Other challenges for governments include providing greater application process transparency and support for applicants, safeguarding client data, improving ABTC system functionality, achieving parity in technical capabilities of economies, and clarifying acceptable uses of the card.

There is also a perception that the process of reapplication for a card after expiry is redundant. Current cardholder applicants are less likely to pose any security risks yet further time and money must be spent by cardholders and APEC economies to go through the process again after the expiry of a card. This demonstrates the disconnect between economy processing staff, who view the ABTC as a travel document similar to a passport or visa, and cardholders, who view the card as a convenience that applicants must go through a strenuous process to receive.

Photo Credit: APEC Secretariat

Photo Credit: APEC Secretariat

Lessons Learned

The Virtual ABTC will be a quicker, more efficient tool for economies and cardholders. The Virtual ABTC was launched by the APEC Business Mobility Group during the APEC Leader’s Week in November 2020. The Virtual ABTC displays a digital version of the card on a mobile application which cardholders can present to enter an APEC economy. Security measures are included in the app to prevent fraudulent duplication and misuse.

On 1 March 2021, Australia transitioned to the Virtual ABTC and now offers it to approved Australian cardholders. While the intention is for the Virtual ABTC to eventually replace the physical version, each economy will determine its own timeline for transitioning. As transitional members, Canada and the United States will not have the ability to access the virtual ABTC at this time.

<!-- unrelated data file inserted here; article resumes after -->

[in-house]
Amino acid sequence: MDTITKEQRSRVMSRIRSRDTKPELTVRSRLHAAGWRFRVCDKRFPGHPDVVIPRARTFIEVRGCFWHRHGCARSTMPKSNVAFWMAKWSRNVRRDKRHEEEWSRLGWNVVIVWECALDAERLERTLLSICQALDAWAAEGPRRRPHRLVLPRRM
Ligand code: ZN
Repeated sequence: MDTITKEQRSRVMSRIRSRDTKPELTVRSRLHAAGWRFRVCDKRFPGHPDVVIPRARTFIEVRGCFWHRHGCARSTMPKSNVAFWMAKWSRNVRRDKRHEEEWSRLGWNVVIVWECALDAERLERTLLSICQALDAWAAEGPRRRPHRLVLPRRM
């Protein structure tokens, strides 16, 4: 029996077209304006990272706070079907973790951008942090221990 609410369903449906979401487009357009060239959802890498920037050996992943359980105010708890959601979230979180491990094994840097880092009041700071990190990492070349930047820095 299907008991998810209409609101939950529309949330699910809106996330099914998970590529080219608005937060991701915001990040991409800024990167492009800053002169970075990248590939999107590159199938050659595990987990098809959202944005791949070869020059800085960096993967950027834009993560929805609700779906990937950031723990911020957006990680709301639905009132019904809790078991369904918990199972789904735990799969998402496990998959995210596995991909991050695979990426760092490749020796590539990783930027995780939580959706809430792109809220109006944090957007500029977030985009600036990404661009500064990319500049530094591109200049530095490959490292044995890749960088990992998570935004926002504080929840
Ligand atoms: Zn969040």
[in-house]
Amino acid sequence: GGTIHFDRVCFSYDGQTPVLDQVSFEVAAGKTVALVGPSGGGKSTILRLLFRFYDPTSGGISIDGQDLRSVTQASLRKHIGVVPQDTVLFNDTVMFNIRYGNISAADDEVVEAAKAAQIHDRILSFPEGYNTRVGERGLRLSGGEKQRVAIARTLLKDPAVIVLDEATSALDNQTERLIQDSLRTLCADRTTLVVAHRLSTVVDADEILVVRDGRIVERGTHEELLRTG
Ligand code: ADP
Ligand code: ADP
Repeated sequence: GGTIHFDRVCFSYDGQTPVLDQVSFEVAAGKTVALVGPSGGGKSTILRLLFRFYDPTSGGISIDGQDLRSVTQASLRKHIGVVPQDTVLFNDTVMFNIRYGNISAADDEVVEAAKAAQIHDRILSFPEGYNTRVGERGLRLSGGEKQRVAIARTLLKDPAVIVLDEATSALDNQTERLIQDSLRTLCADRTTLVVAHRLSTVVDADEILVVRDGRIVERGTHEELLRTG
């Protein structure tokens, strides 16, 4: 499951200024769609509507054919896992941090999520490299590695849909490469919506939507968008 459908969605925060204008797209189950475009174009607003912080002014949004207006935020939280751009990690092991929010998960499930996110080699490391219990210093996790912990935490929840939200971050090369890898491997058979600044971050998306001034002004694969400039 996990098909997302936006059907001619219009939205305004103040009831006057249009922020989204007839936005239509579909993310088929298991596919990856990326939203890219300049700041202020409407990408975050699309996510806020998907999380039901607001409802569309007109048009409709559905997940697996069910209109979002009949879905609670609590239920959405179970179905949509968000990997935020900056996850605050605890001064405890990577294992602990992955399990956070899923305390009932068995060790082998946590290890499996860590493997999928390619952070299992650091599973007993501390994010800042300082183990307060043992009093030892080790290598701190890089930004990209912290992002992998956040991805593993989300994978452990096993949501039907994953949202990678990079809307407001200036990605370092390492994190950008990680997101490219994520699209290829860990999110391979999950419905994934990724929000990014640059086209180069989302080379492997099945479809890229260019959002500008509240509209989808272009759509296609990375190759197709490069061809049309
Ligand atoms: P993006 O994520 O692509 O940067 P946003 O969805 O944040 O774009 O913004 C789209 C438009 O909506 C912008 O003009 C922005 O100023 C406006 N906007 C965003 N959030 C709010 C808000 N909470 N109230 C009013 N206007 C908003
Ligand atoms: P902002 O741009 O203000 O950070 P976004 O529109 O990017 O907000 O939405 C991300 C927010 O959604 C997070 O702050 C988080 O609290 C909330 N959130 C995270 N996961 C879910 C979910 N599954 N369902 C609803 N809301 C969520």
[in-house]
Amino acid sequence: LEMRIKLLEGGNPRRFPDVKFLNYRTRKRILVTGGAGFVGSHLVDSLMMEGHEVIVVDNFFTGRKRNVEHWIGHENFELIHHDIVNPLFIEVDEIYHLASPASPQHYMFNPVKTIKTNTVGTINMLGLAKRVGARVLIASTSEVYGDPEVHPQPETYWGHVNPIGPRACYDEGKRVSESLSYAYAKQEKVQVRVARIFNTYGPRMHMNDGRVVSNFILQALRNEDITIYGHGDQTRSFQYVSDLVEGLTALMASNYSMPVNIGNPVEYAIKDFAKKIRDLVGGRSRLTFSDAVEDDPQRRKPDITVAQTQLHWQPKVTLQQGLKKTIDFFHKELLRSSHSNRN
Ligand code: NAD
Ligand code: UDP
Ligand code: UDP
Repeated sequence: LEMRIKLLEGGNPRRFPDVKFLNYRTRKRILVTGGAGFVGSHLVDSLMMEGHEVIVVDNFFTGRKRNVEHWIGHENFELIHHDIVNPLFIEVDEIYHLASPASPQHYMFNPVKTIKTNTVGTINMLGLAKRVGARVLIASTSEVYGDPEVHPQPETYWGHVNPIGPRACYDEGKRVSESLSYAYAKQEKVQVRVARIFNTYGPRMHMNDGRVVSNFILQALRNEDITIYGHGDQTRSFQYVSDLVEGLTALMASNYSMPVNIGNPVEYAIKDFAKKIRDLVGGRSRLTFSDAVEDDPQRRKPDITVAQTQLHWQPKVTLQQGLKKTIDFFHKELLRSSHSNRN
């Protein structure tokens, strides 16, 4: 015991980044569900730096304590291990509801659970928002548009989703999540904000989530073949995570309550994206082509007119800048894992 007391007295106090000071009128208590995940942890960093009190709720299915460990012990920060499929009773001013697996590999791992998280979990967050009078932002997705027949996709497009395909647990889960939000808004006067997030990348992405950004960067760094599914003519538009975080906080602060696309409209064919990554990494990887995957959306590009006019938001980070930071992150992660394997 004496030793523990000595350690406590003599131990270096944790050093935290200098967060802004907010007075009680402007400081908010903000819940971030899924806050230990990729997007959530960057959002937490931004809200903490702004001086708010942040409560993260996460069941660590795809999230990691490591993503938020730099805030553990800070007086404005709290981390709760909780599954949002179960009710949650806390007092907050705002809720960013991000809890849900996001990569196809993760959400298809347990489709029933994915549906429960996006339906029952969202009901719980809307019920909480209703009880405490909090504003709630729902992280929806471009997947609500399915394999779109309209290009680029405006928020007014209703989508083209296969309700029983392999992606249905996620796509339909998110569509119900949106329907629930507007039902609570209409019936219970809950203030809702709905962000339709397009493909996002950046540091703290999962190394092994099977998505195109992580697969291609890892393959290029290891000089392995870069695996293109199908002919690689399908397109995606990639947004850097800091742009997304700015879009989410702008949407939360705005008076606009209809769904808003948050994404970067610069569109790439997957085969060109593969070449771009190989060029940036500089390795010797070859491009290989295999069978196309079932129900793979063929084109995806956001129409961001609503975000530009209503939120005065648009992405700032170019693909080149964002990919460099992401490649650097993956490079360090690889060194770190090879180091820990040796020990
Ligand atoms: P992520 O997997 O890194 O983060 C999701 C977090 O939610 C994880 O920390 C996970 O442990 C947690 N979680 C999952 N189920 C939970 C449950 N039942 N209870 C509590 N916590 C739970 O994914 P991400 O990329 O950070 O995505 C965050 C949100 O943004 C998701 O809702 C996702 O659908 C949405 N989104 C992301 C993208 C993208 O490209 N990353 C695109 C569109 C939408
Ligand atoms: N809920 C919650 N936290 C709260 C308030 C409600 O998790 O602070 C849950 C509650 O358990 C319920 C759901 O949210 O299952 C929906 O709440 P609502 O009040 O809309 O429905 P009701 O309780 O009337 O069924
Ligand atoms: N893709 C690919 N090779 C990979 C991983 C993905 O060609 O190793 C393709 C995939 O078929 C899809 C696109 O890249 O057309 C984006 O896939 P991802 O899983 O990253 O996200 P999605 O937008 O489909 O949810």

The developers of the virtual card have used the lessons learned from the physical card to create a card that is more secure, efficient, convenient and user-friendly, particularly as APEC members are looking for safe and effective measures to open up borders and resume international travel.

A major inconvenience with the physical card was the lengthy wait times for using the card. The new virtual card has removed this issue and provides a quicker service. When each economy approves the application, that economy will appear on the app and cardholders will then be able to use the card to access that economy. This reduces the length of time cardholders need to wait between submitting their application and being able to use their card. Peru noted that updated real-time information on the status of the virtual card has been a major benefit.

A benefit for economies is that they will no longer need to expend resources printing and sending physical cards. For Australia, this was a major benefit for transitioning to the virtual card, particularly as Australia used to print physical cards for other economies that did not have the necessary resources. Australia’s transition to the virtual card, and subsequent decision to stop printing cards, has encouraged those economies to transition to the virtual card as well. Chile has also noted that processing times for cards are quicker since its transition to the virtual card.

The new virtual card has the same design as the physical card, to help economies and cardholders understand and feel comfortable using the virtual card. This has meant that economies would not need to spend extra time retraining staff as the process at the border works much the same. While some economies would prefer extra security measures such as QR code, the design team recognised that it would be difficult to install specialist security software across all economies. Peru noted that not all cardholders are proficient users of technology and applications, and this can cause issues in the short term.

Next Steps

To date, the roll out of the virtual card has been hampered due to worldwide border restrictions restricting travel between economies. However, developers are confident that the benefits of the virtual card will encourage economies to transition, and that cardholders themselves will champion this change.


 [1]APEC (n.d.), APEC Business Travel Card Goes Digital,

[2] Tetlow, J. and C. Wood (2014), “Supporting Continued Growth in Trade and Facilitation: End to End Review of the APEC Business Travel Card”, Washington: APEC Business Mobility Group.

[3]APEC (n.d.), APEC Business Travel Card (ABTC),

 [4]Part of the information in the case study above has come from discussions with a variety of economies including Australia, Canada, Chile, Peru, the United States and others.  

Date : Finalised in 2022.